Gear-wise, the list is pretty simple. You need a flash and a way to trigger it remotely and a way to control the power output of the flash. This typically means a flash with manual power control and cheap radio triggers of some kind.
This will then be followed by a need to position the flash where/how you want it and some type of diffuser, which leads to a stand, umbrella swivel, and an umbrella. However, of these three pieces, the swivel (and its stud) is actually the most important. You can attach a flash to anything with a 1/4"x20 thread (like say, a tripod, or a clamp with a bolt attached) if you have a stud and a swivel.
If you've NEVER used flash at all before, and you're really starting from ground zero, here's my advice: start with on-camera flash. Start with bouncing. Start with an OEM flash that's got TTL capability (you can use it just as easily off camera in M mode, too). It's much much much easier to master the basics of flash if you're a) using only one, and b) not worried about getting a whole bunch of other gear. Amazing things can be done with an on-camera flash and a $1 piece of craft foam. Go read Neil van Niekerk's Tangents blog as well as the Strobist. There are times to haul an extra bag of lighting gear. There are times you're just gonna wanna stuff a flash by itself in the bag. You need to know the difference. David Hobby started the Strobist blog assuming everyone who read it had already mastered on-camera bouncing and were sick of its limitations. It's why Lighting 101 can sometimes overwhelm very quickly, and why he dialed back to basics in Lighting 102. Learn what you can do with a single on-camera flash before chasing after the studio-style off-camera setups.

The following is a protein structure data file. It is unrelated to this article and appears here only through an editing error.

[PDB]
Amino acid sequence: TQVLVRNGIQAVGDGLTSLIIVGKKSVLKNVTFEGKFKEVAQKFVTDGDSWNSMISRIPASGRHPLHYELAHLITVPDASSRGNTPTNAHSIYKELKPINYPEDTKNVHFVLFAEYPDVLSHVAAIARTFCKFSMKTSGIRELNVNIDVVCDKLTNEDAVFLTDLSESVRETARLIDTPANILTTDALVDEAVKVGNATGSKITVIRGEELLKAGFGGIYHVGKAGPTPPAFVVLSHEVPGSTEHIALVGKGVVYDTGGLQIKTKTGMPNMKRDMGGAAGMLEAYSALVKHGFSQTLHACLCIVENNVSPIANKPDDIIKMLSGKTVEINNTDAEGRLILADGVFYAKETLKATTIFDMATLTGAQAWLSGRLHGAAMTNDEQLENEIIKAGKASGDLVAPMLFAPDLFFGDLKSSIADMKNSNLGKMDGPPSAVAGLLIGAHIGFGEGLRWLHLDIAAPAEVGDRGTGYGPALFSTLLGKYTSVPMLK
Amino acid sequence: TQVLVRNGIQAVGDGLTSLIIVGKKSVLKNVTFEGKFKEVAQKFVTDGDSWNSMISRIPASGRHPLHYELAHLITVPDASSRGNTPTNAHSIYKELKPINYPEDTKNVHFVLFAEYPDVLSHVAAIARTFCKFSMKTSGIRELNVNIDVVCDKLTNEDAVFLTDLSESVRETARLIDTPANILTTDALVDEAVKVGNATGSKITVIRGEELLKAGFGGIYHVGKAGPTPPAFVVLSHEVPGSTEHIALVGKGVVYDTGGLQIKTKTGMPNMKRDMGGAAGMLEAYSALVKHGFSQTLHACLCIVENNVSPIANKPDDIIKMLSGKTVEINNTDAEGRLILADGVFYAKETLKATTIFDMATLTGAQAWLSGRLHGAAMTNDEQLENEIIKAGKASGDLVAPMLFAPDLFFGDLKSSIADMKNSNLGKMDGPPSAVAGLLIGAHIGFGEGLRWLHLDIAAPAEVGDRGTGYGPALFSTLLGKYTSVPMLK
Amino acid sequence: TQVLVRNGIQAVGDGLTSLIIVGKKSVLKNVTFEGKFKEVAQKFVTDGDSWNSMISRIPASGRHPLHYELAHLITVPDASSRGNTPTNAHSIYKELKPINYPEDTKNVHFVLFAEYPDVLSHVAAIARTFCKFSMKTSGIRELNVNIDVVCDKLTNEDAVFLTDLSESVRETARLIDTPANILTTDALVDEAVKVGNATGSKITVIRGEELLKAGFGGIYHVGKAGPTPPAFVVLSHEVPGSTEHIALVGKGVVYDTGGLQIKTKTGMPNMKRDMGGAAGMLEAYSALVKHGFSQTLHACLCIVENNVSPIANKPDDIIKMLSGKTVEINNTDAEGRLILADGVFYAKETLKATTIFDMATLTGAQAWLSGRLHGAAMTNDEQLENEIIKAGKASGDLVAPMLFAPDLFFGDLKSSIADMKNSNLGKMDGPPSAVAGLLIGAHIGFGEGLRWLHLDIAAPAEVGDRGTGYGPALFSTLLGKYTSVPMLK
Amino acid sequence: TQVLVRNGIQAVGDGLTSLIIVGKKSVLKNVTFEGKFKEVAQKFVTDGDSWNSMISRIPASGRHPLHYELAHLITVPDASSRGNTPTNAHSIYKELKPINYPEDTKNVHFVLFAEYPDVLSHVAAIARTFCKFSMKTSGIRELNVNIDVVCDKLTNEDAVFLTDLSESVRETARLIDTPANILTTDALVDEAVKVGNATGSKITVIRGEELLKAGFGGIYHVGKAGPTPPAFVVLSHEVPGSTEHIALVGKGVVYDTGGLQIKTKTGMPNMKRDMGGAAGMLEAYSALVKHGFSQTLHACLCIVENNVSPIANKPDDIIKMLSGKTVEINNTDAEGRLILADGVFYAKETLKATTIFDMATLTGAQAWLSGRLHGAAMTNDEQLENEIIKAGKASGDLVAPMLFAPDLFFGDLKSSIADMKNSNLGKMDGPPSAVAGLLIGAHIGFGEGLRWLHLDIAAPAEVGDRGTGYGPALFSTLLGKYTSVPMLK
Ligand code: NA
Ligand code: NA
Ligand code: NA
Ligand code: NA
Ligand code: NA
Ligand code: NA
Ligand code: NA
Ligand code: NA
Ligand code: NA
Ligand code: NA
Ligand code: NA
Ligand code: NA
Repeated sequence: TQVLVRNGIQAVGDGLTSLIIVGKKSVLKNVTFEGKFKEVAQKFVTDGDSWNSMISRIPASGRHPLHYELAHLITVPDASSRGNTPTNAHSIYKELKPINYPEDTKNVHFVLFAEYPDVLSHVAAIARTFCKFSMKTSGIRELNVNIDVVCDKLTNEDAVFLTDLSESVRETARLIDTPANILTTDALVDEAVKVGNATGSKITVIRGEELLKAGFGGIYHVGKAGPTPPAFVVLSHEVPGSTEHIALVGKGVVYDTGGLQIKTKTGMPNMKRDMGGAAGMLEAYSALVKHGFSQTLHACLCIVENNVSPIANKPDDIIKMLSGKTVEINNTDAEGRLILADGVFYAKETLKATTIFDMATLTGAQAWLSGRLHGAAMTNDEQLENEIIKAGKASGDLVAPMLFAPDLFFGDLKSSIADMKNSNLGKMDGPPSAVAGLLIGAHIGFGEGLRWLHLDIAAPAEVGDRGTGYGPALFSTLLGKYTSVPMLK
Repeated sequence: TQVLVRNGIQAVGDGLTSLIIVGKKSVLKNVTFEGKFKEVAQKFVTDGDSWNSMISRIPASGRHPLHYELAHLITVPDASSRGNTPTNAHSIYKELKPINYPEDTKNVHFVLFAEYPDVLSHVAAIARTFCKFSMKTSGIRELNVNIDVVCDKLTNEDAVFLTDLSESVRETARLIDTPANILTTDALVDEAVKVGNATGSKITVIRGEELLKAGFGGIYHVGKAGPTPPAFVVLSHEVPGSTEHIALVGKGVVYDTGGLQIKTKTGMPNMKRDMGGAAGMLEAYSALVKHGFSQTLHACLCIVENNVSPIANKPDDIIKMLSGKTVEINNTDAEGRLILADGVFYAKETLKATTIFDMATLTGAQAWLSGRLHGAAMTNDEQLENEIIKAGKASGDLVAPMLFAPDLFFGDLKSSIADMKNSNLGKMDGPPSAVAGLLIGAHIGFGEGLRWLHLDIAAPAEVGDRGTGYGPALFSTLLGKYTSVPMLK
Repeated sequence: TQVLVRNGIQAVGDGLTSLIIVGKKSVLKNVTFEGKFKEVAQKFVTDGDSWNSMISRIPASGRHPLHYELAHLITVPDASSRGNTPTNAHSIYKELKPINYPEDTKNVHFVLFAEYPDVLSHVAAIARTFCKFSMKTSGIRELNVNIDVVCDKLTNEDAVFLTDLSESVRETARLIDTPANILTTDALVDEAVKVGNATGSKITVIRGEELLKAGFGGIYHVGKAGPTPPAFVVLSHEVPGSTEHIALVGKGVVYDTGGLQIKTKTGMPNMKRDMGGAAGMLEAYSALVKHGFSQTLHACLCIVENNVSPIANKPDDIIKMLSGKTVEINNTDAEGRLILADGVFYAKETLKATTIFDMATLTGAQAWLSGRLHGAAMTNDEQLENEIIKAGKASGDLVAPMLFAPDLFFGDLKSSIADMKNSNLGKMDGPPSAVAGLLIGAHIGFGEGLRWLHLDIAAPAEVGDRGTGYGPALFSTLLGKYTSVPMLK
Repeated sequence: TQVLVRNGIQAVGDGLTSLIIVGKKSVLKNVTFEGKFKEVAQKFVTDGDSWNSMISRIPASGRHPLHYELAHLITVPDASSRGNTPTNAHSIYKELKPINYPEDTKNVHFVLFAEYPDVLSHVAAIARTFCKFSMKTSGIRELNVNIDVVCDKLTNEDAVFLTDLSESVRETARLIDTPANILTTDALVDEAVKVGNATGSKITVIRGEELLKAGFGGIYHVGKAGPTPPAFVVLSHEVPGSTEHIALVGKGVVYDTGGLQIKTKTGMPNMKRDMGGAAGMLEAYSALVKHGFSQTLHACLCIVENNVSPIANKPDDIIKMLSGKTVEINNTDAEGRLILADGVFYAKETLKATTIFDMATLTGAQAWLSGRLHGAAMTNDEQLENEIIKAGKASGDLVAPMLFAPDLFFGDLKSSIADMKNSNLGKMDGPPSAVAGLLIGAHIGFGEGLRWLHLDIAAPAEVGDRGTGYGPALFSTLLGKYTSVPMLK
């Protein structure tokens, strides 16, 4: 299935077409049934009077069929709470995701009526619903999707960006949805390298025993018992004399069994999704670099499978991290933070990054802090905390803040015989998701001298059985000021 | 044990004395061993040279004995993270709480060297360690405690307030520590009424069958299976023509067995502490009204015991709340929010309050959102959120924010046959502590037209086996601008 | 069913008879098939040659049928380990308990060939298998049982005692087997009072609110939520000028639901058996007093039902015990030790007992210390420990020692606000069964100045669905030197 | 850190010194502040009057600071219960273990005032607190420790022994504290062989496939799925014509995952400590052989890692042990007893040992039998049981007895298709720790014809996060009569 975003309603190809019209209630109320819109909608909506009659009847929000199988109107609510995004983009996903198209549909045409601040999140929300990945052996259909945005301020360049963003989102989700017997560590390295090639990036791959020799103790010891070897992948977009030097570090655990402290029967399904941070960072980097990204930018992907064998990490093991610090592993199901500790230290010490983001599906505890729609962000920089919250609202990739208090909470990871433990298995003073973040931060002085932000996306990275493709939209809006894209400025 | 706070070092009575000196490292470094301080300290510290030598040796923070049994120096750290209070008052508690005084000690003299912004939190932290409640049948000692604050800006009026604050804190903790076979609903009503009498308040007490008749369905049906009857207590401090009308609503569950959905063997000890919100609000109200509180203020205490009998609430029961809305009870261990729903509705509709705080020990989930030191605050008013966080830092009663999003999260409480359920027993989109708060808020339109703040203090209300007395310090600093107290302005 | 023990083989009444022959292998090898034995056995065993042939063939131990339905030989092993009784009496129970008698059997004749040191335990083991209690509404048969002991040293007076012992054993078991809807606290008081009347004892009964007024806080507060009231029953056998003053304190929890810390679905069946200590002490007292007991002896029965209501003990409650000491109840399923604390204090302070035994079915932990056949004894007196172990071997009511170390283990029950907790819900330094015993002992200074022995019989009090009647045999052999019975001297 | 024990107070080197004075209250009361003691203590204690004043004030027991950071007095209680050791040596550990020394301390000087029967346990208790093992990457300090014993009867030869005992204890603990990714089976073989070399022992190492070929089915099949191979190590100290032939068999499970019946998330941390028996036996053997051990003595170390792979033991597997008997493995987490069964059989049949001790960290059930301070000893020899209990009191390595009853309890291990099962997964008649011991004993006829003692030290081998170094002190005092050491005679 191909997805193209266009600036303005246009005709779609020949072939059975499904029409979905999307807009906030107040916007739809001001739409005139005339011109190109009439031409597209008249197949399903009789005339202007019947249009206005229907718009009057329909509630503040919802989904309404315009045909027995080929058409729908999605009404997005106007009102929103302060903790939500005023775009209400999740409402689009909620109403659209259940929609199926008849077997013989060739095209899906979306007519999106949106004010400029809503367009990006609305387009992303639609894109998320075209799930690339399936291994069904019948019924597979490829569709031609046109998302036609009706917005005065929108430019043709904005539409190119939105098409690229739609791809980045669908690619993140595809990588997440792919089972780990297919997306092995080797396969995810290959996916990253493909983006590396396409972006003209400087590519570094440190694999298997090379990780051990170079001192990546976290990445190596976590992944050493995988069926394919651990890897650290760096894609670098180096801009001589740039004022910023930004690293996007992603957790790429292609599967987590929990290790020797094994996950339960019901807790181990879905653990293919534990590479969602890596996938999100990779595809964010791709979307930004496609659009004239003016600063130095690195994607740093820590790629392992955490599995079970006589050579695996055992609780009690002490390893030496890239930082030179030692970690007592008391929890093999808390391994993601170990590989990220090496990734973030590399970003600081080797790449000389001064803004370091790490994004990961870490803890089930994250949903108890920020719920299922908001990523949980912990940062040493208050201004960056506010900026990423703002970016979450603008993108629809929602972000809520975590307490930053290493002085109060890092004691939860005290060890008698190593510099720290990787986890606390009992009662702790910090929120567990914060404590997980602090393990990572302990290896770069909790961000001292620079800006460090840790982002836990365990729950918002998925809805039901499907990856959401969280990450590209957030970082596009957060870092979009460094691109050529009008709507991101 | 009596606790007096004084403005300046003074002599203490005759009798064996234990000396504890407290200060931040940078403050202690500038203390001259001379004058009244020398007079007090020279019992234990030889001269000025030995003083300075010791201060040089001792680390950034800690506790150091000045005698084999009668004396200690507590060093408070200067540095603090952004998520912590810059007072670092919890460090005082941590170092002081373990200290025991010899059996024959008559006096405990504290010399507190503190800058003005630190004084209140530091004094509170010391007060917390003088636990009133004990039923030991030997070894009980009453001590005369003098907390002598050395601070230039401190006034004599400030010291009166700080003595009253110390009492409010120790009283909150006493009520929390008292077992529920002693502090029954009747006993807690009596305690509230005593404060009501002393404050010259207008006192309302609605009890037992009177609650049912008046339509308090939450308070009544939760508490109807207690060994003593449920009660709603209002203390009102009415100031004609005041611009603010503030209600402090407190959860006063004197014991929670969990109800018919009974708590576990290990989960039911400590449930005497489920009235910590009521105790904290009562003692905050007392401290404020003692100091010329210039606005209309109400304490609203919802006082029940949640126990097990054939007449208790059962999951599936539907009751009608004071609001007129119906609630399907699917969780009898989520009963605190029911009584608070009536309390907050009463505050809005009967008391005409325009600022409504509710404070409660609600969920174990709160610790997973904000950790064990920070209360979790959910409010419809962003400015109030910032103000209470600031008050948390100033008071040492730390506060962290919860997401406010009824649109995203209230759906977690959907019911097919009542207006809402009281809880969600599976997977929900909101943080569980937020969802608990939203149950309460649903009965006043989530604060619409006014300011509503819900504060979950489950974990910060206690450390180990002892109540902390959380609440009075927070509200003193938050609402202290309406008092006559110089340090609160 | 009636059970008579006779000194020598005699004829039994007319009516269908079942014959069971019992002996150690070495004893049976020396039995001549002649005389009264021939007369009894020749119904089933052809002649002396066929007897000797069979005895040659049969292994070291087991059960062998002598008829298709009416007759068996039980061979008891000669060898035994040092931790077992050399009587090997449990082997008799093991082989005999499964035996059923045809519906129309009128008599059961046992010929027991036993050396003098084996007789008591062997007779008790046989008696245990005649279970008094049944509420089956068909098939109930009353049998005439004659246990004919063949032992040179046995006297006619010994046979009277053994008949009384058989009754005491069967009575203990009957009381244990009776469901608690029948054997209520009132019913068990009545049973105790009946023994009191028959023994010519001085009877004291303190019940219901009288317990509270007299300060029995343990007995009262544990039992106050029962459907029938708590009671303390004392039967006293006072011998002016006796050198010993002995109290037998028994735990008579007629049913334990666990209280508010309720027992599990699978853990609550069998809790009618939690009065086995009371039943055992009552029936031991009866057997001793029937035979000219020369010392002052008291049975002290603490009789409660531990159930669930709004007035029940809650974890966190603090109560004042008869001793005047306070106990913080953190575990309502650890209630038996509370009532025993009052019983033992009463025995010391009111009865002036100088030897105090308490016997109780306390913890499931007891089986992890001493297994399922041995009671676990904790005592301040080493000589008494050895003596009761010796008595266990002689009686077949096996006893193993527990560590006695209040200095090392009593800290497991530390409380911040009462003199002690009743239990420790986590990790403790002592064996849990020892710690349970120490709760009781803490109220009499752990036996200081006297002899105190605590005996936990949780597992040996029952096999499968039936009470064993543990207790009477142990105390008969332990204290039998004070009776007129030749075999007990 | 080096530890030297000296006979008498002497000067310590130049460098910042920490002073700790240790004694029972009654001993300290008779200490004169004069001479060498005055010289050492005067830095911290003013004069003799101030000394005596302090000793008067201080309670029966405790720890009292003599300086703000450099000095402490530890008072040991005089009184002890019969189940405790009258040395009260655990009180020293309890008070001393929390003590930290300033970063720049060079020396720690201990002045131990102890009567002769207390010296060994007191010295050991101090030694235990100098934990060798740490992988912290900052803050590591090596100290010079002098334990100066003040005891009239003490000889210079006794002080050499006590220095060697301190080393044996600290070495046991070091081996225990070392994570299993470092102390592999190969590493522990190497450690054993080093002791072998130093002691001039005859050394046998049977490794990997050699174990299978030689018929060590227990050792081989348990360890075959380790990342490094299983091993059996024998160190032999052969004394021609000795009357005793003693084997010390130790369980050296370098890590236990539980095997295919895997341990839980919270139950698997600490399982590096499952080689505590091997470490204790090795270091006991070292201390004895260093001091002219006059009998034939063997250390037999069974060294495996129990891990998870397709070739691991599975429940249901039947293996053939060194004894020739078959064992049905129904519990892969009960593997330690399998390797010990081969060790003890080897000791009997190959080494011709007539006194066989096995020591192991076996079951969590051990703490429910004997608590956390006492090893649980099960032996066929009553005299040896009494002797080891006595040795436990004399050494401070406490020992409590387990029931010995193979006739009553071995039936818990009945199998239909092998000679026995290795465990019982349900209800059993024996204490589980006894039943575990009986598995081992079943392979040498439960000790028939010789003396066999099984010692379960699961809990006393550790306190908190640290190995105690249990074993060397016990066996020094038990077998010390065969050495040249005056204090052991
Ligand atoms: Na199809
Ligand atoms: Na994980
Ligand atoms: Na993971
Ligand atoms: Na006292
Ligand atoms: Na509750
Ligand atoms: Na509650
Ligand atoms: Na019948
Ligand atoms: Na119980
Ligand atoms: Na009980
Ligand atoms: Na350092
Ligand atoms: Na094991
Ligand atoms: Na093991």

A flash can be more transformative to your photography than a lens. I say budget accordingly. You paid $3k for a full-frame camera body. You can afford a $300 SB-700. 360-degree swivel, high-speed sync (FP), CLS, iTTL, and known decent future compatibility, service, and a solid manufacturer warranty are good things to have. A YN-560III has none of these features. Save the Yongnuo purchases for your second, third, and fourth flashes.
You may not need TTL any more than you need to have aperture-priority on the camera. But they're both highly useful things to know how to use when you do need them. Are you really going to have to fortitude and time and patience to set up off-camera lighting every single time? Or are you thinking of doing event run'n'gun with a flash, too?